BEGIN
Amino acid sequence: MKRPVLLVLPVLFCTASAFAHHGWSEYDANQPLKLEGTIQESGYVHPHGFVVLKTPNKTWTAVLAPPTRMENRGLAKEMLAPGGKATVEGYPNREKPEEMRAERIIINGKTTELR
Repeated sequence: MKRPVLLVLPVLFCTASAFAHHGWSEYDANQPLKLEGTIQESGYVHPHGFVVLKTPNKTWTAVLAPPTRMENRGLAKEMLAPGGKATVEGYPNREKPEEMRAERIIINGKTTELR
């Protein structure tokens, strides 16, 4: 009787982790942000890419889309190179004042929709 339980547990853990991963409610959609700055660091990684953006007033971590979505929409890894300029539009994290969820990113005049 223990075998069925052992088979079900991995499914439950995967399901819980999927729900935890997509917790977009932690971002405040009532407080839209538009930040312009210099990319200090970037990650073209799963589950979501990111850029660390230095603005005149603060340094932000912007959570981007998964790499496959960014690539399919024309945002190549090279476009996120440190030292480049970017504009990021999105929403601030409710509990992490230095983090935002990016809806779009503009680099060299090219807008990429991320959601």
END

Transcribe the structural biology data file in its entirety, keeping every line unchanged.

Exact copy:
Amino acid sequence: MKRPVLLVLPVLFCTASAFAHHGWSEYDANQPLKLEGTIQESGYVHPHGFVVLKTPNKTWTAVLAPPTRMENRGLAKEMLAPGGKATVEGYPNREKPEEMRAERIIINGKTTELR
Repeated sequence: MKRPVLLVLPVLFCTASAFAHHGWSEYDANQPLKLEGTIQESGYVHPHGFVVLKTPNKTWTAVLAPPTRMENRGLAKEMLAPGGKATVEGYPNREKPEEMRAERIIINGKTTELR
């Protein structure tokens, strides 16, 4: 009787982790942000890419889309190179004042929709 339980547990853990991963409610959609700055660091990684953006007033971590979505929409890894300029539009994290969820990113005049 223990075998069925052992088979079900991995499914439950995967399901819980999927729900935890997509917790977009932690971002405040009532407080839209538009930040312009210099990319200090970037990650073209799963589950979501990111850029660390230095603005005149603060340094932000912007959570981007998964790499496959960014690539399919024309945002190549090279476009996120440190030292480049970017504009990021999105929403601030409710509990992490230095983090935002990016809806779009503009680099060299090219807008990429991320959601």